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Researcher sets sights on stopping harmful oral bacteria in its tracks

Researchers have oral bacteria in their sights as they look at new ways to neutralize a common bacterium that's harmless in a mother's mouth but can turn deadly when it reaches an unborn child.

Yiping Han, Ph.D., associate professor at the Case Western Reserve University School of Dental Medicine, seeks to build roadblocks for the bacterium known as Fusobacterium nucleatum. Dr. Han has conducted a significant amount of research on Fusobacterium nucleatum, which creates havoc once it leaves the mouth and enters the bloodstream.

After it leaves the mouth, the invasion of the bacteria through the placenta allows the bacteria to multiple rapidly in the immune-free environment that protects a fetus from being rejected by the mother's body. The rapid bacterial growth causes the placenta to become inflamed, which can trigger preterm birth and fetal death.

Dr. Han has researched mechanisms of bacterial transport that not only have the potential to prevent preterm and stillborn births, but may have help prevent periodontal disease, which has been linked to health problems like arthritis, diabetes and heart disease.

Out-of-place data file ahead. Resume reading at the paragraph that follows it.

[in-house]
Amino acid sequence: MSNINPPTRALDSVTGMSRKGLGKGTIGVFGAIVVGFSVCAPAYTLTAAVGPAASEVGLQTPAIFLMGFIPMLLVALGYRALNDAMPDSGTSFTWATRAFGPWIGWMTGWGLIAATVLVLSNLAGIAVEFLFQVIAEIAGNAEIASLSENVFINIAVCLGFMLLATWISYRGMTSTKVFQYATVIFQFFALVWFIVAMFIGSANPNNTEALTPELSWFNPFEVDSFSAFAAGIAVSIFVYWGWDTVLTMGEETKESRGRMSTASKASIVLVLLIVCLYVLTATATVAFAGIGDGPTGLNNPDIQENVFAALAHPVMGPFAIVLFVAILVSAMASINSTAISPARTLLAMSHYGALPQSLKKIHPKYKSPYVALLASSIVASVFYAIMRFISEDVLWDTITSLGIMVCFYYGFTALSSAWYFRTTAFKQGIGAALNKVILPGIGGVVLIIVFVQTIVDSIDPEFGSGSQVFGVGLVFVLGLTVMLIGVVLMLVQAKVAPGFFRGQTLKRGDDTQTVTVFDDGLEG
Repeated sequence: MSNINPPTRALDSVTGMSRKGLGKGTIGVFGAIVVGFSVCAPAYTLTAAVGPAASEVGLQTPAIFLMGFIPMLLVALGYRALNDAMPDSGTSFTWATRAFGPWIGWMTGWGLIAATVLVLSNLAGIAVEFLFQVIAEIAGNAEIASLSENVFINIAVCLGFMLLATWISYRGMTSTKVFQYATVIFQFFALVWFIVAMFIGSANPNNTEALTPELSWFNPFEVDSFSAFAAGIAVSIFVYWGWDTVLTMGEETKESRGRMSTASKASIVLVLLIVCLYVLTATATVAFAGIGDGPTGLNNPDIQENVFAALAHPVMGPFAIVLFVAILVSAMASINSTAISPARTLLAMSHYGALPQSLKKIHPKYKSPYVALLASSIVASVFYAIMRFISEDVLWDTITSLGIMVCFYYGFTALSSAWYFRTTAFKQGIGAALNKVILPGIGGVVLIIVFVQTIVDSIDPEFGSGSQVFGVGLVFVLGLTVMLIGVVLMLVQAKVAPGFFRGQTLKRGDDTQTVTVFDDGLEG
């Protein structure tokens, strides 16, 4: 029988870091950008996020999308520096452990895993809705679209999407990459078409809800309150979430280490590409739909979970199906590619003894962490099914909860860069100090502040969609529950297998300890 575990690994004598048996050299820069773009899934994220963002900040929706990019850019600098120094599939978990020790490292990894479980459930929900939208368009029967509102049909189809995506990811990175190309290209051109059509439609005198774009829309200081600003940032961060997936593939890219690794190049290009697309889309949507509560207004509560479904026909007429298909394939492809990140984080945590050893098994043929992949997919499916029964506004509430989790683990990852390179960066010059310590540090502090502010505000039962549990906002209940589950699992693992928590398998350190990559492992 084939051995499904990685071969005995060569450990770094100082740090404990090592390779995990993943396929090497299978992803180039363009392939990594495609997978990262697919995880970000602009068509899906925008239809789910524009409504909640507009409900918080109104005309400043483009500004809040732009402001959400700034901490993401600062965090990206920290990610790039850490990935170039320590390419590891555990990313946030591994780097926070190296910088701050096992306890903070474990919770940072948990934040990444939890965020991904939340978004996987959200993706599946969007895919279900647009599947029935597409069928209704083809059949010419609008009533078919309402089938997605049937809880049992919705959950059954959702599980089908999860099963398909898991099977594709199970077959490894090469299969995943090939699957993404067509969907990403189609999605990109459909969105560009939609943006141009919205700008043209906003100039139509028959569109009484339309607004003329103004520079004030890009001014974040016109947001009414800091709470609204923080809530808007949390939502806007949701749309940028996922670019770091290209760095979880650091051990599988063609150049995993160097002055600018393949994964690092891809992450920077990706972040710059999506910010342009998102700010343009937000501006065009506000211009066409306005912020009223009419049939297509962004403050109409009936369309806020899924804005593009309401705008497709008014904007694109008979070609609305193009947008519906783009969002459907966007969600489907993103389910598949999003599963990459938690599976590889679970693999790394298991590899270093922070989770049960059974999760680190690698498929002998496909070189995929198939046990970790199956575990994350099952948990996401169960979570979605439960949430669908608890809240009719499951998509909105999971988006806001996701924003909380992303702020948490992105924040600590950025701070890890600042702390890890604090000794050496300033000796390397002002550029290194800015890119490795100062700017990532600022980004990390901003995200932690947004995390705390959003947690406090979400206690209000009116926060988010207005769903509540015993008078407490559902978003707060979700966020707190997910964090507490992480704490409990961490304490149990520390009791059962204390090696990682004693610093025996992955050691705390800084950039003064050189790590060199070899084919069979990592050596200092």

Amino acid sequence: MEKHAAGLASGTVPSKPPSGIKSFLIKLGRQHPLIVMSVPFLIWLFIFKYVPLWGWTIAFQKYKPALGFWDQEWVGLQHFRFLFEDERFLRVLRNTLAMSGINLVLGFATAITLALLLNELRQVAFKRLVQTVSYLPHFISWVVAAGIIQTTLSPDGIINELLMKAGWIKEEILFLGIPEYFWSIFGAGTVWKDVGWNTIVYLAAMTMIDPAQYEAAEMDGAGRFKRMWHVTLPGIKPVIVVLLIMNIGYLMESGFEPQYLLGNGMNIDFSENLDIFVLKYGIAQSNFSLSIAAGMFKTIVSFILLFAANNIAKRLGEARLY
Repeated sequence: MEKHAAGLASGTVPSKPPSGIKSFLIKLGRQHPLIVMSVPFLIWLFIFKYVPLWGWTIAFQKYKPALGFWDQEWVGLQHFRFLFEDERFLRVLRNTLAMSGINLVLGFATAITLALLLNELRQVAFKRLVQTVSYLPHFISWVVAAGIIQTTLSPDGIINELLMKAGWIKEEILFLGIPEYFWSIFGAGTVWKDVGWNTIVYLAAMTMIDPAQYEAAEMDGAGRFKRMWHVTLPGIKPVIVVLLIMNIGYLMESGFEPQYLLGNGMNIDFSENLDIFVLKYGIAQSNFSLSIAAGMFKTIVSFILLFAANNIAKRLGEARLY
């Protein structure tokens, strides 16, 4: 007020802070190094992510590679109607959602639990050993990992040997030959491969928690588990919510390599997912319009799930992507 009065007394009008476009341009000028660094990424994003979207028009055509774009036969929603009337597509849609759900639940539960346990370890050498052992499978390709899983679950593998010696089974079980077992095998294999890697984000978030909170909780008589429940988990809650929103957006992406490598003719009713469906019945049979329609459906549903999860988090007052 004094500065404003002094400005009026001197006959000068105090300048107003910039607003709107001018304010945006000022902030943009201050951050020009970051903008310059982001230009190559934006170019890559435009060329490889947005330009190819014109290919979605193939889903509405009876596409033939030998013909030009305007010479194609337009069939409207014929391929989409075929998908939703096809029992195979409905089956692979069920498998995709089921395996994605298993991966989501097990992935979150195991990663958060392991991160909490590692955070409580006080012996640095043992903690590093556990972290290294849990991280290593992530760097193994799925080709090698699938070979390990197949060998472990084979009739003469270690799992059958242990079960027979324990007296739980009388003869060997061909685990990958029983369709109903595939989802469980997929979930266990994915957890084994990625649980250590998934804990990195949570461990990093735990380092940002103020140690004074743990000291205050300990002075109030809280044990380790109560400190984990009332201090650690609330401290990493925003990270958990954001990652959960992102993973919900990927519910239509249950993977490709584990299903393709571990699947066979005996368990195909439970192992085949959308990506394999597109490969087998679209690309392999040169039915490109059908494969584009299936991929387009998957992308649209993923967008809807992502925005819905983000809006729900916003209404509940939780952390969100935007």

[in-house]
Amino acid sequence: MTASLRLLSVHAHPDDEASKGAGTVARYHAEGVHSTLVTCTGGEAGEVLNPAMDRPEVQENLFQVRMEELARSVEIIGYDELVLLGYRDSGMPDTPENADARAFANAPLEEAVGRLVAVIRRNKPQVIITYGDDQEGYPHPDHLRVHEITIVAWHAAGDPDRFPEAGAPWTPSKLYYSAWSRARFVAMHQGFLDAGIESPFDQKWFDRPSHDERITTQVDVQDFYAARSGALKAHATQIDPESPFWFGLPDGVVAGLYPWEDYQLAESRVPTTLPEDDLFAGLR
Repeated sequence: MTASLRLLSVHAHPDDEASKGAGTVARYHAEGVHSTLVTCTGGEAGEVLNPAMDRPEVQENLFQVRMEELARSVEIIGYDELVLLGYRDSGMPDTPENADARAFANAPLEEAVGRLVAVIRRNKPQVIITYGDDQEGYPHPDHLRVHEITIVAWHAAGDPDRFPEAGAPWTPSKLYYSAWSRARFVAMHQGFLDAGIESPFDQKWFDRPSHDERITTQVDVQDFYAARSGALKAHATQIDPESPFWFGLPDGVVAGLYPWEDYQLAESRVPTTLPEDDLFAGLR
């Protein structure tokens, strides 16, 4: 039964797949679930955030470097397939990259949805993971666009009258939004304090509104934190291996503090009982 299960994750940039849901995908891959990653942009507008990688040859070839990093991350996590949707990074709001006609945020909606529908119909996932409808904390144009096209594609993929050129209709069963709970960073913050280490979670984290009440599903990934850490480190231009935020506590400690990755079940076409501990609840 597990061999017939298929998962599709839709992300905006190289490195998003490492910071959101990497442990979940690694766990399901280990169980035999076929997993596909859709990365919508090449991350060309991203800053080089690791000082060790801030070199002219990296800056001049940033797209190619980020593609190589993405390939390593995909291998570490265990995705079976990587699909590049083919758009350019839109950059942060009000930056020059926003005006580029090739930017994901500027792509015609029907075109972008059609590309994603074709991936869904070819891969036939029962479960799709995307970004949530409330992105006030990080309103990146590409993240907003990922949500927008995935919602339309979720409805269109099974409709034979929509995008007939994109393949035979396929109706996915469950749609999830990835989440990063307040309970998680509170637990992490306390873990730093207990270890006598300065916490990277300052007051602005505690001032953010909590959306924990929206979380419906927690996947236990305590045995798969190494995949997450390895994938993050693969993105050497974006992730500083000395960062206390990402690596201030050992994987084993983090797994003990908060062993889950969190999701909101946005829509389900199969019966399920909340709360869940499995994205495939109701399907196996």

In previous studies, Dr. Han discovered an adhesin protein molecule — or binding agent —; called FadA in the genes of F. nucleatum. This binding agent on the bacteria allows them to connect with receptors on cells in the mouth and later cells of the placenta. In tests, bacteria without the binding agent had less binding capability compared to those that do have it.

In this new study, "we will be able to continue a functional analysis of FadA," said Dr. Han. "We want to block the bacteria before it can do any damage. It's an upstream approach to go back to where the whole process begins and stop it from starting its destruction."

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